This poem was written during a break from helping my Mom move.  We were in her 25th story corner apartment in a downtown Detroit coop apartment building.  Of course, she had lived there long enough that there was way more than 25 stories now.  I was enjoying the fabulous panoramic view when this poem sprung from the horizon.

As is oft the case, this poem is about hope.  Hope has always been.  Hope is present now.  Hope is always on the horizon.  Hope is SEWN into the fabric of our existence.  The phrase, “Be not afraid,” has special significance since it is the instruction that Jesus most frequently gave his disciples.  Hope, like many godly things, can be elusive.  Fear seems to be very effective at getting our attention; though much more blunt than the subtleties of hope, faith, and love.  Jesus leverages the palpability of fear to preface his deeper messages.  Fear is a great diagnostic tool to identify our personal blocks to experiencing hope, faith, and love.  If we can’t get past fear, then hope seems…hopeless.  Life inevitably has its ups and downs.  The difficulties in life can mire us in the rough edges of life, those corners that we can’t see around.  May you have the presence to seek peek experiences and find that you round the corner.

POEM: Laundered Hearts

Laundered Hearts

On those journeys
Through dark
Night
Watches
Ending only
With mourning
Broken
Finding yourself
Alone
With a ponderous God
Separating darks and lights
Threatened by grays
Hanging on by hairs and threads
Frayed
Washed out
Left
Only
Facing
The new borne
With blues and pinks
Occasional
Fresh attitudes
So nigh eve
A tough pill to swallow
That great beyond
Slipping passed
The Adam’s apple
Impassable to unknow
So stern the guardin’
Parently
A name
So hollowed
The coming reign
For given trespasses
Daily bred
On earth
As it is in heavin’
Temptations so waited
As lead
Into deliverance
Lying in stork contrast
Crying at the drop
Of a feather
Sticking together
Amidst the tears
In the veil
Throbbing us
Of our temple
Un-till
Our hearts beat back
What mourning brings
Is new dawnings
For those following the light
For light penetrates the dark
And we fear not vice verse
Burnishing us for all time
With laundered hearts

It seems that death and mourning has been on my heart recently.  After a long hospice experience with a friend, I received notice that my Dad’s ex-partner’s Mom just died.  I knew that he had a long slog of it.  My note to him triggered this poem.

Like most of my poems, this poem explores both the dark and light side of our experiences.  Death is an epic theme that frames and molds how we approach life.  Mourning is an essential developmental skill to navigate life.  There is much to mourn in the world — some distant, some nearby.  Eventually, death will close in on us.  None escape.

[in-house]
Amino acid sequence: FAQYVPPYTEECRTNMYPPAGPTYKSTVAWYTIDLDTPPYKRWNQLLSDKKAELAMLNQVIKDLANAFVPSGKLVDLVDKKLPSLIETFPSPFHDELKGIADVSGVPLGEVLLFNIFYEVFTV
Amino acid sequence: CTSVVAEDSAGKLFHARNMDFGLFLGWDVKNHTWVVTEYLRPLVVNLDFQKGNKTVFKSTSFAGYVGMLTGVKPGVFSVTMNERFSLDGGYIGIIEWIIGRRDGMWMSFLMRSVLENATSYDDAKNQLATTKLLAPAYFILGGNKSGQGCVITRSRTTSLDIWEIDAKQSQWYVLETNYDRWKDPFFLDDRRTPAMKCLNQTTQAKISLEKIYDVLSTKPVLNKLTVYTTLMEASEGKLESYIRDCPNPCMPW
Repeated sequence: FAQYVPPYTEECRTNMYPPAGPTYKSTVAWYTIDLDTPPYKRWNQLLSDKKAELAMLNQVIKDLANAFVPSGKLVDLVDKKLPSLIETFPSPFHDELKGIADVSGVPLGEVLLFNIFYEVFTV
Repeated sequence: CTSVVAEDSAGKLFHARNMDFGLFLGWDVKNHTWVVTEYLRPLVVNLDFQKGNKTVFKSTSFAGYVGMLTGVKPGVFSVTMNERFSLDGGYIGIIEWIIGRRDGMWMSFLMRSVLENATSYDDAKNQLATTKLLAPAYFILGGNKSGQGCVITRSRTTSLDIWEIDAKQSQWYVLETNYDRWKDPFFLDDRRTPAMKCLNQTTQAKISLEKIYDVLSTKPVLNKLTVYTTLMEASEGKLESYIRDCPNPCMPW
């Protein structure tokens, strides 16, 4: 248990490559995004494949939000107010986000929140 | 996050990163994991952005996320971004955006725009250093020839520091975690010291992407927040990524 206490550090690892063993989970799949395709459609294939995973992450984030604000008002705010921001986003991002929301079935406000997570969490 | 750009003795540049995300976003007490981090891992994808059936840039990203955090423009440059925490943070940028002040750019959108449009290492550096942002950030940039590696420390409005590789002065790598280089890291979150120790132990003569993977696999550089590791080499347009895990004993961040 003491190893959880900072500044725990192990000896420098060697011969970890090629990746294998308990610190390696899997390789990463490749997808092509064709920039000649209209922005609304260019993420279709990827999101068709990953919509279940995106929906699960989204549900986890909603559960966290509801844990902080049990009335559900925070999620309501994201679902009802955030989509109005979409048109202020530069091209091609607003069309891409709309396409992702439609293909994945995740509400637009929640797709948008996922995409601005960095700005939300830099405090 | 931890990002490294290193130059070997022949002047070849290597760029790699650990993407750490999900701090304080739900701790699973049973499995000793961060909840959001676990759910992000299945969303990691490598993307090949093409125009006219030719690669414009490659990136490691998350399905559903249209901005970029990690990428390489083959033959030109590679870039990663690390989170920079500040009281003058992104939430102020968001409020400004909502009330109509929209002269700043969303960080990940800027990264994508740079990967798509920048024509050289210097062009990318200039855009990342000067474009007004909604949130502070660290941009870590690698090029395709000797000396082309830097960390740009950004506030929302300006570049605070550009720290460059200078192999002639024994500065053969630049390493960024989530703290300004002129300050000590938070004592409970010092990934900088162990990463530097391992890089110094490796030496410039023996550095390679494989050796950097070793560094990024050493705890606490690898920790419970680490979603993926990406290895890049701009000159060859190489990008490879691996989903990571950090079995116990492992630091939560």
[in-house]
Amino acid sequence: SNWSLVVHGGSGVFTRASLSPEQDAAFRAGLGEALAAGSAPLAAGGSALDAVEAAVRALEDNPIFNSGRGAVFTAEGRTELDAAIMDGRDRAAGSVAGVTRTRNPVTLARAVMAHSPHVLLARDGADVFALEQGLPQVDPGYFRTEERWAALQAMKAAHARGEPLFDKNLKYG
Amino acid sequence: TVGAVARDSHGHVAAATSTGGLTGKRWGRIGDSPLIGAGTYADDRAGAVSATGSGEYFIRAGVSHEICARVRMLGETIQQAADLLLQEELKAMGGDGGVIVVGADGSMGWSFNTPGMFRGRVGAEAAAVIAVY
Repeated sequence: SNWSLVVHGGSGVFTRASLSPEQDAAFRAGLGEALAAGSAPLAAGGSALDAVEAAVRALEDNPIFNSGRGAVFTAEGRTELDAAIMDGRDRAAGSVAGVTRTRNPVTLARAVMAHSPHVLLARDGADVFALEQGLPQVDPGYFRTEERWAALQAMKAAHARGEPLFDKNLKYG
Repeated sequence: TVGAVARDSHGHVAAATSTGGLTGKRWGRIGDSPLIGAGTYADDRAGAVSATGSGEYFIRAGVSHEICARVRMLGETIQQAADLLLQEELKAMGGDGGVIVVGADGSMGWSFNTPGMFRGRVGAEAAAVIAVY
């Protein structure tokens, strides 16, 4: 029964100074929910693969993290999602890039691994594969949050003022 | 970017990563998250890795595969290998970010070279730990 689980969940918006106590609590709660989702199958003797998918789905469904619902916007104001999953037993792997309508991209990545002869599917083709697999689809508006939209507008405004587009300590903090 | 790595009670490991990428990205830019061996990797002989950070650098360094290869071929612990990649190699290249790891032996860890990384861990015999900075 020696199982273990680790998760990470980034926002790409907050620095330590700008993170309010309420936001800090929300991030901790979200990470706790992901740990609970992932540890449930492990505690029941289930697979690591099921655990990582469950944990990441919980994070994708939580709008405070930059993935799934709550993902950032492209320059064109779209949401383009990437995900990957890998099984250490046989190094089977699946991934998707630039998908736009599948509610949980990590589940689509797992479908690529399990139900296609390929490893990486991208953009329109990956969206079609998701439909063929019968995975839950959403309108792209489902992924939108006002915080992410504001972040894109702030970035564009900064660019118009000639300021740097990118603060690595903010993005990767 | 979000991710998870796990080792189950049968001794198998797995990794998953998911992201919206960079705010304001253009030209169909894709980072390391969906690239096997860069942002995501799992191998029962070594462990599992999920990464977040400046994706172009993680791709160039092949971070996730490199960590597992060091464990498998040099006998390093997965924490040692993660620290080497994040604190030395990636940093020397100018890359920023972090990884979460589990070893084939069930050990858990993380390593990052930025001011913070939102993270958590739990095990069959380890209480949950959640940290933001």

To bring this poem down to everyday reality, I use the metaphor of laundry.  This can represent the routine tasks that we must continue even if we are in deep mourning.  Sometimes this can reconnect us to our everyday living. “Laundered” can also imply an illegitimate, sleazy, or illegal process, such as in “laundering money.”  Both of these images can converge into being put through the wringer.  The real question is what comes out the other side.  Hopefully, something stronger and deeper, even cleaner, more pure.

I have also built into this poem the contrast, “the stork contrast,” between death and new life, newborns: the blues and pinks.  Those with more life experience know that such youth possesses certain naive qualities as well as a refreshing aspect to life.  Death puts these in sharp contrast.  Hopefully, this stark contrast imbues life with all the more preciousness.  My deepest trust and faith is that life is larger than death, more powerful than death, and even death can strengthen life.  In this poem, this is captured by the allusion to light penetrating dark but dark being unable to dispel light.

When death rubs up to you, may you be burnished, polished, and come out with a cleaner and brighter heart on the other side.

POEM: Tasting God

Tasting God

I almost tasted God
In what turned out
To be
A fine guacamole
A common mistake
Well worth repeating

I find eating guacamole a religious experience.  As family legend has it, when we lived in Haiti when I was a toddler, my Mom found me under the kitchen sink eating rotten avocados.  While in college, I food poisoned myself with a bad batch of guacamole.  This imprinted in me an aversion to avocados which lasted for months.  Fortunately, I have fully recovered — and then perhaps some!  Though I delight in avocados, I rarely buy them.  Mostly because I am cheap, and somewhat poor.  Partly, because I have so many delights in my life where I can access God, many of them sensual.  I suppose if God hid better in my life, I might have to resort to avocados more frequently.  Fortunately, my sweetheart is familiar with this highway to God, and she feeds me avocados with some regularity.  One of her many titles is “Giver of Guacamole,” though in goddess-like ineffableness she seems to resist pet names.